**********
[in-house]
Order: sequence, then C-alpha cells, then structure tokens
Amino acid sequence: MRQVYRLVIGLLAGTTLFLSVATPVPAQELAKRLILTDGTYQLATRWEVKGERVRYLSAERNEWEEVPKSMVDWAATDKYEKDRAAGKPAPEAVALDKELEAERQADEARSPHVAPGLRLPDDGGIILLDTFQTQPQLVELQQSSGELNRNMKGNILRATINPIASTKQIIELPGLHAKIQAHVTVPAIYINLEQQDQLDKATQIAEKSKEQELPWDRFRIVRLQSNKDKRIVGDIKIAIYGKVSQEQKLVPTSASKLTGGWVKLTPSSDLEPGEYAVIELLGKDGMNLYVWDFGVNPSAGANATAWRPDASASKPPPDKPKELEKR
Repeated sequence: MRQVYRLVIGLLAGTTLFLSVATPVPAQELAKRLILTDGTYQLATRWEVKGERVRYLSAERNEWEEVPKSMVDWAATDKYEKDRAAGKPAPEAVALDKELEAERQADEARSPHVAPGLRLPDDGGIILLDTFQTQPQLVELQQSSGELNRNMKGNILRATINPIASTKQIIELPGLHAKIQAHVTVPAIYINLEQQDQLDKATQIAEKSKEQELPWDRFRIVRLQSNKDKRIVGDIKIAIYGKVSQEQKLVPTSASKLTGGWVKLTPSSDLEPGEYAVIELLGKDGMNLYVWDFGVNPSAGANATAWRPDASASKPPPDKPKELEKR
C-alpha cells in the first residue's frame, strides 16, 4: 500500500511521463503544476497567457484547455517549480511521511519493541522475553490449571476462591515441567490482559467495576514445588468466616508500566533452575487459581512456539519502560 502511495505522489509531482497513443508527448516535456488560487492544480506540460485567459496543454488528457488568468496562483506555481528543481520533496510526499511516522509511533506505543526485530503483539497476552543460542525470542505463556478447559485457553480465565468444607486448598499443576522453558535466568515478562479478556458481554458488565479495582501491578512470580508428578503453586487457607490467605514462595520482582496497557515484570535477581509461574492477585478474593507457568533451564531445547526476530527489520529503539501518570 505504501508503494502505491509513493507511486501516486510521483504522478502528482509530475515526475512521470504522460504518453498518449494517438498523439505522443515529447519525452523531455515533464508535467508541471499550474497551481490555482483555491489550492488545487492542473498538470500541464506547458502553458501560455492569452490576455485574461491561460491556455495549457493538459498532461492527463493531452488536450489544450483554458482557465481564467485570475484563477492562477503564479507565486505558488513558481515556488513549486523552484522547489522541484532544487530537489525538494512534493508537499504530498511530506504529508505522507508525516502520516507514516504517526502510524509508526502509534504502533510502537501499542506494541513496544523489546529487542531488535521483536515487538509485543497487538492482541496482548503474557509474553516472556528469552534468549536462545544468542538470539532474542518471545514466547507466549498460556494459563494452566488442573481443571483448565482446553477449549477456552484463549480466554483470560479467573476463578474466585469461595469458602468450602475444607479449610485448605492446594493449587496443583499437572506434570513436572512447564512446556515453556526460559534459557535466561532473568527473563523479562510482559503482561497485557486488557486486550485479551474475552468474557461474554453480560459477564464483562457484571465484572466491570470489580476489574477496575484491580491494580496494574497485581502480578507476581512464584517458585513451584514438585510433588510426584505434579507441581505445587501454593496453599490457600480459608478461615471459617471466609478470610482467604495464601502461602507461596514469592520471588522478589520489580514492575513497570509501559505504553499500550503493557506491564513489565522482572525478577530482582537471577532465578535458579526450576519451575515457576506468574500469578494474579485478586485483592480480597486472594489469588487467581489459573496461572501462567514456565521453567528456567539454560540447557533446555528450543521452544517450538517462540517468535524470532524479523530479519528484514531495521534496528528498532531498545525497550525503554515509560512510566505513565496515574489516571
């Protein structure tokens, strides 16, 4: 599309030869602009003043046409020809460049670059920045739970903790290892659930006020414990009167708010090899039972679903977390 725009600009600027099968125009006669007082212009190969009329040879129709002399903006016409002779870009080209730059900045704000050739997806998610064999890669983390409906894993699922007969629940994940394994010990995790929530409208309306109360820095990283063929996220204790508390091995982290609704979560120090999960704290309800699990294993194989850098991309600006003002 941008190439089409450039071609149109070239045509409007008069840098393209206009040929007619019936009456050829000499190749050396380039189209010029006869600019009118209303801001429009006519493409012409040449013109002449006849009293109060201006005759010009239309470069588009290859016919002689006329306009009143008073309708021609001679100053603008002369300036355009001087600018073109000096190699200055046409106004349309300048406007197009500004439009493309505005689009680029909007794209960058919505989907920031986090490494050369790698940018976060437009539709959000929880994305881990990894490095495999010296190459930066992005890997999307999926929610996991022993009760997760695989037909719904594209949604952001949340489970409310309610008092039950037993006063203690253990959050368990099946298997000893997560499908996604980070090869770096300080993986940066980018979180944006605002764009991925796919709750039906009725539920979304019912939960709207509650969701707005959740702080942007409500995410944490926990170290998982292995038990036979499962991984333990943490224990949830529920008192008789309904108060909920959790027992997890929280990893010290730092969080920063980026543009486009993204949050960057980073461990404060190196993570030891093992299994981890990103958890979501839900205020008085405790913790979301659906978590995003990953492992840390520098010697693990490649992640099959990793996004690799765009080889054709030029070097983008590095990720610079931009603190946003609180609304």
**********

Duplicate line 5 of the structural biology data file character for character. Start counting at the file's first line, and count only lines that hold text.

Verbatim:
C-alpha cells in the first residue's frame, strides 16, 4: 500500500511521463503544476497567457484547455517549480511521511519493541522475553490449571476462591515441567490482559467495576514445588468466616508500566533452575487459581512456539519502560 502511495505522489509531482497513443508527448516535456488560487492544480506540460485567459496543454488528457488568468496562483506555481528543481520533496510526499511516522509511533506505543526485530503483539497476552543460542525470542505463556478447559485457553480465565468444607486448598499443576522453558535466568515478562479478556458481554458488565479495582501491578512470580508428578503453586487457607490467605514462595520482582496497557515484570535477581509461574492477585478474593507457568533451564531445547526476530527489520529503539501518570 505504501508503494502505491509513493507511486501516486510521483504522478502528482509530475515526475512521470504522460504518453498518449494517438498523439505522443515529447519525452523531455515533464508535467508541471499550474497551481490555482483555491489550492488545487492542473498538470500541464506547458502553458501560455492569452490576455485574461491561460491556455495549457493538459498532461492527463493531452488536450489544450483554458482557465481564467485570475484563477492562477503564479507565486505558488513558481515556488513549486523552484522547489522541484532544487530537489525538494512534493508537499504530498511530506504529508505522507508525516502520516507514516504517526502510524509508526502509534504502533510502537501499542506494541513496544523489546529487542531488535521483536515487538509485543497487538492482541496482548503474557509474553516472556528469552534468549536462545544468542538470539532474542518471545514466547507466549498460556494459563494452566488442573481443571483448565482446553477449549477456552484463549480466554483470560479467573476463578474466585469461595469458602468450602475444607479449610485448605492446594493449587496443583499437572506434570513436572512447564512446556515453556526460559534459557535466561532473568527473563523479562510482559503482561497485557486488557486486550485479551474475552468474557461474554453480560459477564464483562457484571465484572466491570470489580476489574477496575484491580491494580496494574497485581502480578507476581512464584517458585513451584514438585510433588510426584505434579507441581505445587501454593496453599490457600480459608478461615471459617471466609478470610482467604495464601502461602507461596514469592520471588522478589520489580514492575513497570509501559505504553499500550503493557506491564513489565522482572525478577530482582537471577532465578535458579526450576519451575515457576506468574500469578494474579485478586485483592480480597486472594489469588487467581489459573496461572501462567514456565521453567528456567539454560540447557533446555528450543521452544517450538517462540517468535524470532524479523530479519528484514531495521534496528528498532531498545525497550525503554515509560512510566505513565496515574489516571